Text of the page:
Burns Defeats McQuillan 2,114 to 1,401 in Race for Geneva Mayor

This race was about quality city services, statesmanship and experience versus property-tax relief, activism and change. In the end, tradition and experience won.

If Tuesday's election was a referendum between experienced, traditional, well-run city government versus a public outcry for property-tax relief, tradition was the decisive winner.

Incumbent Geneva Mayor Kevin Burns won a fourth term over challenger Bob McQuillan, 2,114-1,401, a margin of victory that reflects about a 60-40 decision in favor of the incumbent.

"When you stripped away all the rhetoric and you actually focused on what really had been accomplished, I think people understand that some pretty doggone good things have been done in Geneva over the past 12 years," Burns said. 

McQuillan, one of the co-founders of the Geneva TaxFACTS citizens group, challenged the mayor primarily on one issue: to keep property taxes and government spending in check.

McQuillan stopped by the Burns campaign shortly after 9 p.m. to concede the race and offer his congratulations.

"I'm disappointed in not winning, of course. But I think it was a good, clean campaign on both sides," McQuillan said. "We got a lot of issues out. For a guy who was running against an incumbent of 12 years, I think I did pretty well. I was an underdog form Day One. I hope Kevin looks at the numbers and votes across the board and sees that Geneva has some issues and some problems."

Speaking before a group of supporters and family members Tuesday night at 315 James St. above the Olive Mill, Burns said he hoped the next four years would continue to prosper as it has for generations. 

"While there's always an expectation that things can be better—and I echo that sentiment—we are a community that is continuously improving, and I just want to help lead that improvement."

Tuesday night's election marks a milestone in Geneva. When he takes office for his fourth term, Burns will become the longest-serving mayor in the city's history.

"It hasn't sunk in," he said. "I think, more important than being the longest-serving is that, hopefully, I've been an effective mayor, as well. That's really all that matters to me, that I've been able to achieve some success for our community in cooperation and collaboration with hundreds of other people."

Ray Schneider April 10, 2013 at 04:25 AM
Congrats MAYOR Burns !!!!
Junior Santos April 10, 2013 at 04:41 AM
Congrats Mayor Burns, Do your best for Geneva, the people deserve it. great town.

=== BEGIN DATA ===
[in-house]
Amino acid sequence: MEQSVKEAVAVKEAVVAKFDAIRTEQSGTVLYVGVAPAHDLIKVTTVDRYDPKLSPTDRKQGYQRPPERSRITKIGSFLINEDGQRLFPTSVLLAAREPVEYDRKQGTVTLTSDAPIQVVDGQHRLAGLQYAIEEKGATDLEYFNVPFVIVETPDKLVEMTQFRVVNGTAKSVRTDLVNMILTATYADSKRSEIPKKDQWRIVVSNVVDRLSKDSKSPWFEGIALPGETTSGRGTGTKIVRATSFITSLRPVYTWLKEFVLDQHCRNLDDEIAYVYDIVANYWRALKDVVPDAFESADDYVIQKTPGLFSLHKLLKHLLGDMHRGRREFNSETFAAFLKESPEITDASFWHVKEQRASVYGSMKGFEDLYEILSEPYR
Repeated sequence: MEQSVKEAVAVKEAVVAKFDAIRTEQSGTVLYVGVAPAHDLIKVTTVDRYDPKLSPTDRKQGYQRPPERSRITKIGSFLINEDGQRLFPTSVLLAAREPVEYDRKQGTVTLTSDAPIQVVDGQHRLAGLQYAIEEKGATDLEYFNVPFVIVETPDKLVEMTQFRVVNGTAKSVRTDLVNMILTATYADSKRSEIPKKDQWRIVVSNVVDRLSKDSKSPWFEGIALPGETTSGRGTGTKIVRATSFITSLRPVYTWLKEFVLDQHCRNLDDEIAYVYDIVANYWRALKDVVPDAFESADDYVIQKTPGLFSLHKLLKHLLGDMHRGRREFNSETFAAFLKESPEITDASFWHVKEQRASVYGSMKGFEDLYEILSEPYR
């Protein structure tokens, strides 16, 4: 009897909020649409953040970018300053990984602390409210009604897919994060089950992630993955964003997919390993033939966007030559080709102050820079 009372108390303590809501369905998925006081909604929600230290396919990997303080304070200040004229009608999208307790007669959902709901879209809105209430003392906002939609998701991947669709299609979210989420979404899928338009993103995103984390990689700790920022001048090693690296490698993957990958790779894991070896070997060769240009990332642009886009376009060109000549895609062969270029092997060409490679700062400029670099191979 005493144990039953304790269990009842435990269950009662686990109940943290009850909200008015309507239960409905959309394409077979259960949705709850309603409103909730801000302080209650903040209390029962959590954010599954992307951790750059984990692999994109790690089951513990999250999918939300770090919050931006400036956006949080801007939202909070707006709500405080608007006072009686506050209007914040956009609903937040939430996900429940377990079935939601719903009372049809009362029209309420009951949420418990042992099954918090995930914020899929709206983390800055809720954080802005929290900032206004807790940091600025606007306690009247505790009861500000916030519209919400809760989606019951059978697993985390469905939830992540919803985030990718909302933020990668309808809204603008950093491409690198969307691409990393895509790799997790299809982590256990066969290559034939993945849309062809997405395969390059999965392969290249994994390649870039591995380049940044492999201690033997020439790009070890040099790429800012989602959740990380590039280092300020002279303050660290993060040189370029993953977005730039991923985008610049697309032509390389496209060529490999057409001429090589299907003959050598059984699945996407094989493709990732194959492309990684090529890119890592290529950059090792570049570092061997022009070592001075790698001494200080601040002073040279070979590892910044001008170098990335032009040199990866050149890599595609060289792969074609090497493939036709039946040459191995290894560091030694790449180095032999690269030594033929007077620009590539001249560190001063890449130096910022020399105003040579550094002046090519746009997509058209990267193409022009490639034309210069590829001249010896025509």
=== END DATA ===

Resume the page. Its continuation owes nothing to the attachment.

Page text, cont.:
Bruce Alan Cuscaden April 10, 2013 at 01:31 PM
Congratulations, Kevin! Now please take that elephant off of your sign. Love to your family, Bruce Alan Cuscaden
Colleen April 10, 2013 at 02:05 PM
To new beginnings, love my brother! Colleen Cuscaden
Kurt Wehrmeister April 10, 2013 at 02:10 PM
There's one thing Mr. McQuillan was quoted elsewhere as having said last night with which I absolutely, heartily agree: Basically, "If you didn't bother to vote, you've no right to complain about your taxes." Hear, hear. With the availability of early voting, there is truly, utterly NO excuse. Too bad the technology doesn't exist that could detect whether a snarky, over-age-18 commenter here was among the 80% that didn't bother to vote. If so, their comment would not post.
Thomas April 10, 2013 at 03:04 PM
Mcquillan supporters who believe a "lack of voter turnout" cost Bob the election are sorely mistaken. Any political scientist worth their weight will tell you that an "angry" voter that demands change is far more likely to vote than a voter who is indifferent or supports the status quo. Based on that it is highly unlikely that those who stayed home would have voted for Bob. Personally, I am not a big fan of either Bob or Kevin but I voted for Kevin because I know that the job of mayor is primarily ceremonial. The mayor has no real legislative power and is really only the "cheerleader-in-chief". Bob would have been a better servant for the Geneva taxpayer if he would have run for the school board. It is a lower profile position that doesn't feed the ego as much but it is one that could effect "real change"
Tom Brown April 10, 2013 at 04:04 PM
I'm very happy that we had two really good candidates for mayor of Geneva. Congrats to Mayor Burns! Unlike Thomas, I do not feel that the position of Mayor is primarily ceremonial. Lots of things can be gained or lost from a good or a bad mayor. I think both of these guys are good candidates for the position. Incumbent won because he's still doing a good job. Bravo! I do think Bob has some good points about keeping an eye on finances and creating a real plan for the next term with financial goals. Also like his thoughts on accessibility with regular office hours. The school board needs to get a better handle on its finances and that point has been made very well by Mr. McQuillan. Thanks, Bob, for that. Hope we can now move forward and make real progress toward better budgeting, lower property taxes and great schools that do the job for the students in the district. Seems like the student load is lower and the costs are higher right now and that needs to get straightened out.
Roger Kubitz Jr. April 10, 2013 at 04:57 PM
Congrats Kevin. Although it is very disturbing that you did not call me back when you promised you would. Politicians never change.
Tom Bailey April 10, 2013 at 04:58 PM
Congratulations Mayor Burns. Improving Geneva is important but being a better person is equally important, you need to work on that.